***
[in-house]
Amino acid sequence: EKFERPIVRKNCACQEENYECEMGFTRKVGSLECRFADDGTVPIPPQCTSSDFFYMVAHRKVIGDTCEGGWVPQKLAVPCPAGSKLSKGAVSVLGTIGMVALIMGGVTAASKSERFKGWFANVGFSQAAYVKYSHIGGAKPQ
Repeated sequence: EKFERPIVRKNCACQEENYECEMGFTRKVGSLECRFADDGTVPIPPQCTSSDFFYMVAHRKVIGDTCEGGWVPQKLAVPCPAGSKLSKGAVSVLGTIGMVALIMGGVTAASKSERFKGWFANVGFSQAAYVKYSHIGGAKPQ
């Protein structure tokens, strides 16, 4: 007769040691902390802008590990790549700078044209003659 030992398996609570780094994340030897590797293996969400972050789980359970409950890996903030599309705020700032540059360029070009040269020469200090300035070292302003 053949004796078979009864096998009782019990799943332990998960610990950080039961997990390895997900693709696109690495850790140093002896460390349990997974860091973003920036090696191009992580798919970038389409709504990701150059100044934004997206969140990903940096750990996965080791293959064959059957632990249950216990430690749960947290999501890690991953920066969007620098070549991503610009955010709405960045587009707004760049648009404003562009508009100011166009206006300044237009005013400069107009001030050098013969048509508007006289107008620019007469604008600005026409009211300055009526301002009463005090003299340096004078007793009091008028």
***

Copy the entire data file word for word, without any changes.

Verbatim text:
[in-house]
Amino acid sequence: EKFERPIVRKNCACQEENYECEMGFTRKVGSLECRFADDGTVPIPPQCTSSDFFYMVAHRKVIGDTCEGGWVPQKLAVPCPAGSKLSKGAVSVLGTIGMVALIMGGVTAASKSERFKGWFANVGFSQAAYVKYSHIGGAKPQ
Repeated sequence: EKFERPIVRKNCACQEENYECEMGFTRKVGSLECRFADDGTVPIPPQCTSSDFFYMVAHRKVIGDTCEGGWVPQKLAVPCPAGSKLSKGAVSVLGTIGMVALIMGGVTAASKSERFKGWFANVGFSQAAYVKYSHIGGAKPQ
């Protein structure tokens, strides 16, 4: 007769040691902390802008590990790549700078044209003659 030992398996609570780094994340030897590797293996969400972050789980359970409950890996903030599309705020700032540059360029070009040269020469200090300035070292302003 053949004796078979009864096998009782019990799943332990998960610990950080039961997990390895997900693709696109690495850790140093002896460390349990997974860091973003920036090696191009992580798919970038389409709504990701150059100044934004997206969140990903940096750990996965080791293959064959059957632990249950216990430690749960947290999501890690991953920066969007620098070549991503610009955010709405960045587009707004760049648009404003562009508009100011166009206006300044237009005013400069107009001030050098013969048509508007006289107008620019007469604008600005026409009211300055009526301002009463005090003299340096004078007793009091008028």